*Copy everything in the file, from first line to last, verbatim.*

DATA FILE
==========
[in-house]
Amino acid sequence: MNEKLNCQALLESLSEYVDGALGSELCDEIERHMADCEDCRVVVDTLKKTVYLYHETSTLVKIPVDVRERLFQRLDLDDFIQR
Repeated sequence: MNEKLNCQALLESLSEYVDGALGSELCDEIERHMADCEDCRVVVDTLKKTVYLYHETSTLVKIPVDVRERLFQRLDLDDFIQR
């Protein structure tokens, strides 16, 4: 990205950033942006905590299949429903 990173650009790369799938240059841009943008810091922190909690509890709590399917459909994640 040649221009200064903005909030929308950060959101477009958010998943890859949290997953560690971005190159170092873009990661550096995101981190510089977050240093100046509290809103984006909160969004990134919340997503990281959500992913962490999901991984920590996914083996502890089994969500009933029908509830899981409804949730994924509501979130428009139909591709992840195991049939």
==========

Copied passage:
[in-house]
Amino acid sequence: MNEKLNCQALLESLSEYVDGALGSELCDEIERHMADCEDCRVVVDTLKKTVYLYHETSTLVKIPVDVRERLFQRLDLDDFIQR
Repeated sequence: MNEKLNCQALLESLSEYVDGALGSELCDEIERHMADCEDCRVVVDTLKKTVYLYHETSTLVKIPVDVRERLFQRLDLDDFIQR
């Protein structure tokens, strides 16, 4: 990205950033942006905590299949429903 990173650009790369799938240059841009943008810091922190909690509890709590399917459909994640 040649221009200064903005909030929308950060959101477009958010998943890859949290997953560690971005190159170092873009990661550096995101981190510089977050240093100046509290809103984006909160969004990134919340997503990281959500992913962490999901991984920590996914083996502890089994969500009933029908509830899981409804949730994924509501979130428009139909591709992840195991049939």